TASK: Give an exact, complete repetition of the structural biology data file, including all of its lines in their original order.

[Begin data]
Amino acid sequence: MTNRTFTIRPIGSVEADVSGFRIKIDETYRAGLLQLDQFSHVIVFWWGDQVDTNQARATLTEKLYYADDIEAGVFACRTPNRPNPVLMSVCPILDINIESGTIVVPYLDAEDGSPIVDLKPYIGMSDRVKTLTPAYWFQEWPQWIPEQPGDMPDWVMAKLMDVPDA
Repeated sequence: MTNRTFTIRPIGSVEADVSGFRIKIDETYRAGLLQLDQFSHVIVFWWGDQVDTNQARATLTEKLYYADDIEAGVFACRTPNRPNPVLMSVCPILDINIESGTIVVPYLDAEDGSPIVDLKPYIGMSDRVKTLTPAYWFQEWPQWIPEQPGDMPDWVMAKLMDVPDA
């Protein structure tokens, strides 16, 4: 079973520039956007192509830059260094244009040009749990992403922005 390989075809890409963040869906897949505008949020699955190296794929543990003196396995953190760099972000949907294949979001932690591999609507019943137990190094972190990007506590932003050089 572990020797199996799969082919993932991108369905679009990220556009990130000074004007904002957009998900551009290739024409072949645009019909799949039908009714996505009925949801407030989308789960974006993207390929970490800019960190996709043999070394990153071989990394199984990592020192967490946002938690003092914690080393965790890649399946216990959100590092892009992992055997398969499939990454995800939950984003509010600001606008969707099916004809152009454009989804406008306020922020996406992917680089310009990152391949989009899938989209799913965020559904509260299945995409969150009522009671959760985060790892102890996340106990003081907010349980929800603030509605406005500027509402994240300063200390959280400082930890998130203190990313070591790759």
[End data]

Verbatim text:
Amino acid sequence: MTNRTFTIRPIGSVEADVSGFRIKIDETYRAGLLQLDQFSHVIVFWWGDQVDTNQARATLTEKLYYADDIEAGVFACRTPNRPNPVLMSVCPILDINIESGTIVVPYLDAEDGSPIVDLKPYIGMSDRVKTLTPAYWFQEWPQWIPEQPGDMPDWVMAKLMDVPDA
Repeated sequence: MTNRTFTIRPIGSVEADVSGFRIKIDETYRAGLLQLDQFSHVIVFWWGDQVDTNQARATLTEKLYYADDIEAGVFACRTPNRPNPVLMSVCPILDINIESGTIVVPYLDAEDGSPIVDLKPYIGMSDRVKTLTPAYWFQEWPQWIPEQPGDMPDWVMAKLMDVPDA
């Protein structure tokens, strides 16, 4: 079973520039956007192509830059260094244009040009749990992403922005 390989075809890409963040869906897949505008949020699955190296794929543990003196396995953190760099972000949907294949979001932690591999609507019943137990190094972190990007506590932003050089 572990020797199996799969082919993932991108369905679009990220556009990130000074004007904002957009998900551009290739024409072949645009019909799949039908009714996505009925949801407030989308789960974006993207390929970490800019960190996709043999070394990153071989990394199984990592020192967490946002938690003092914690080393965790890649399946216990959100590092892009992992055997398969499939990454995800939950984003509010600001606008969707099916004809152009454009989804406008306020922020996406992917680089310009990152391949989009899938989209799913965020559904509260299945995409969150009522009671959760985060790892102890996340106990003081907010349980929800603030509605406005500027509402994240300063200390959280400082930890998130203190990313070591790759």